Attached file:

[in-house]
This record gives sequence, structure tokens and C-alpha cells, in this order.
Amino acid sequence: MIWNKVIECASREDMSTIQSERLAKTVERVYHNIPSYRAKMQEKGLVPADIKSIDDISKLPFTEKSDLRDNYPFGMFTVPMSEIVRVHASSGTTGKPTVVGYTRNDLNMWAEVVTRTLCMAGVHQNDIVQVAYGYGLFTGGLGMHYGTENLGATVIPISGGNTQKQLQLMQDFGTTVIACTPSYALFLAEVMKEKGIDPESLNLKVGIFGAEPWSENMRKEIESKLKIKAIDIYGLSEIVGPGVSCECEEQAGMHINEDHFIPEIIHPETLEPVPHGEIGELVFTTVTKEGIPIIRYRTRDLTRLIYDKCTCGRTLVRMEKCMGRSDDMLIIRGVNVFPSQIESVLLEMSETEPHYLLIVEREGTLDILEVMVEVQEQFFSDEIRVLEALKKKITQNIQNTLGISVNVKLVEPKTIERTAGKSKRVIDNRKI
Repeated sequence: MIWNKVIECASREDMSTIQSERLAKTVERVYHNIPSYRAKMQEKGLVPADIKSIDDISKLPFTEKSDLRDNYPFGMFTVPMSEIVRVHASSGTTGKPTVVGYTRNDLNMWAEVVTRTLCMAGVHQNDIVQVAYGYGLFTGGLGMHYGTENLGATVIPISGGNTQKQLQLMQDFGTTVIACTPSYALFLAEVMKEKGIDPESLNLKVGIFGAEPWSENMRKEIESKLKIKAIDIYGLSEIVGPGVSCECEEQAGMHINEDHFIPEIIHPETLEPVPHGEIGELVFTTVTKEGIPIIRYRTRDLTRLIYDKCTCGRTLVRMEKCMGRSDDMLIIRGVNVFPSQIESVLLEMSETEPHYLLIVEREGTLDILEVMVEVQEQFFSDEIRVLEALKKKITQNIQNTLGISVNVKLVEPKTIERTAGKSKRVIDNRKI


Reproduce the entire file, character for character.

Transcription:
[in-house]
This record gives sequence, structure tokens and C-alpha cells, in this order.
Amino acid sequence: MIWNKVIECASREDMSTIQSERLAKTVERVYHNIPSYRAKMQEKGLVPADIKSIDDISKLPFTEKSDLRDNYPFGMFTVPMSEIVRVHASSGTTGKPTVVGYTRNDLNMWAEVVTRTLCMAGVHQNDIVQVAYGYGLFTGGLGMHYGTENLGATVIPISGGNTQKQLQLMQDFGTTVIACTPSYALFLAEVMKEKGIDPESLNLKVGIFGAEPWSENMRKEIESKLKIKAIDIYGLSEIVGPGVSCECEEQAGMHINEDHFIPEIIHPETLEPVPHGEIGELVFTTVTKEGIPIIRYRTRDLTRLIYDKCTCGRTLVRMEKCMGRSDDMLIIRGVNVFPSQIESVLLEMSETEPHYLLIVEREGTLDILEVMVEVQEQFFSDEIRVLEALKKKITQNIQNTLGISVNVKLVEPKTIERTAGKSKRVIDNRKI
Repeated sequence: MIWNKVIECASREDMSTIQSERLAKTVERVYHNIPSYRAKMQEKGLVPADIKSIDDISKLPFTEKSDLRDNYPFGMFTVPMSEIVRVHASSGTTGKPTVVGYTRNDLNMWAEVVTRTLCMAGVHQNDIVQVAYGYGLFTGGLGMHYGTENLGATVIPISGGNTQKQLQLMQDFGTTVIACTPSYALFLAEVMKEKGIDPESLNLKVGIFGAEPWSENMRKEIESKLKIKAIDIYGLSEIVGPGVSCECEEQAGMHINEDHFIPEIIHPETLEPVPHGEIGELVFTTVTKEGIPIIRYRTRDLTRLIYDKCTCGRTLVRMEKCMGRSDDMLIIRGVNVFPSQIESVLLEMSETEPHYLLIVEREGTLDILEVMVEVQEQFFSDEIRVLEALKKKITQNIQNTLGISVNVKLVEPKTIERTAGKSKRVIDNRKI